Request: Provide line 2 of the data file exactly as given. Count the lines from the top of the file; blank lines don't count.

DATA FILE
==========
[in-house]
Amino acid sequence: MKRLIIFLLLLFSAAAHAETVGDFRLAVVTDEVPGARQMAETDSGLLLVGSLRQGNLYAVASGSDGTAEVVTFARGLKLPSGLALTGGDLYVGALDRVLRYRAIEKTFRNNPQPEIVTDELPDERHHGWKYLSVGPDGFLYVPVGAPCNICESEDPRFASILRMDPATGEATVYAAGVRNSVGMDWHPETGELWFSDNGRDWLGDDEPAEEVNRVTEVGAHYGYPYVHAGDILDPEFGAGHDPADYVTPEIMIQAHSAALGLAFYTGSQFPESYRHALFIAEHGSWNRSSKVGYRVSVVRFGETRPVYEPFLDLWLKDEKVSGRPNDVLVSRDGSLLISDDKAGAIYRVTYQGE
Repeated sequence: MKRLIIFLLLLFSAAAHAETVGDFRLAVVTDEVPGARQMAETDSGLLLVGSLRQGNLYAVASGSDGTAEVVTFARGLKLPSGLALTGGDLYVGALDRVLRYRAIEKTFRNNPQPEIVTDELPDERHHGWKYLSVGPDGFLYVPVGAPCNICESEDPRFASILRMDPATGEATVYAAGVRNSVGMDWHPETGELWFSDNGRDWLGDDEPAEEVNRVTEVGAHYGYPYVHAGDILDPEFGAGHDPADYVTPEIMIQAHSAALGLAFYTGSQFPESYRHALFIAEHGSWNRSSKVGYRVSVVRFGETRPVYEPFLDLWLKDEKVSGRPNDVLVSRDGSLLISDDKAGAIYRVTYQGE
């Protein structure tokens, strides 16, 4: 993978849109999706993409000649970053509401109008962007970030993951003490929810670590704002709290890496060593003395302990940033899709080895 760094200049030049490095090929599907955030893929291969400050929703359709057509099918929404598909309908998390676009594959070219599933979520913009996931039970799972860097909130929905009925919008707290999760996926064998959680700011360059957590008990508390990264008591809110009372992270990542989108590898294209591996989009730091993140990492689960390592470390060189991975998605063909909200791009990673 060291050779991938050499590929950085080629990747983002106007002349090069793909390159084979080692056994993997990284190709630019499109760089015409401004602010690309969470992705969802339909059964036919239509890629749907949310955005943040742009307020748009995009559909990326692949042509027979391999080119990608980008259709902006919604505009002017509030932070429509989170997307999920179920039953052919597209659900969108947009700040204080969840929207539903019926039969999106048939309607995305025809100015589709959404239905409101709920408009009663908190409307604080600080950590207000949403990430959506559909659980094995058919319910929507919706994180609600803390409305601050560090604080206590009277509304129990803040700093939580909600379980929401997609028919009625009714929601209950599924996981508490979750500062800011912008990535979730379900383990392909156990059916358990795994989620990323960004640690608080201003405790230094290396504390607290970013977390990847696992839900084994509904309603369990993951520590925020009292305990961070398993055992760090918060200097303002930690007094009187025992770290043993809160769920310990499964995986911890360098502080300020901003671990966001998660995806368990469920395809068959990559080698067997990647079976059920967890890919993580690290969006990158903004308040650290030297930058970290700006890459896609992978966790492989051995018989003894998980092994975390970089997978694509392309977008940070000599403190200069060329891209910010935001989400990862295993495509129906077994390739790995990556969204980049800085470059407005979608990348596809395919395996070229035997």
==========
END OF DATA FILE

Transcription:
Amino acid sequence: MKRLIIFLLLLFSAAAHAETVGDFRLAVVTDEVPGARQMAETDSGLLLVGSLRQGNLYAVASGSDGTAEVVTFARGLKLPSGLALTGGDLYVGALDRVLRYRAIEKTFRNNPQPEIVTDELPDERHHGWKYLSVGPDGFLYVPVGAPCNICESEDPRFASILRMDPATGEATVYAAGVRNSVGMDWHPETGELWFSDNGRDWLGDDEPAEEVNRVTEVGAHYGYPYVHAGDILDPEFGAGHDPADYVTPEIMIQAHSAALGLAFYTGSQFPESYRHALFIAEHGSWNRSSKVGYRVSVVRFGETRPVYEPFLDLWLKDEKVSGRPNDVLVSRDGSLLISDDKAGAIYRVTYQGE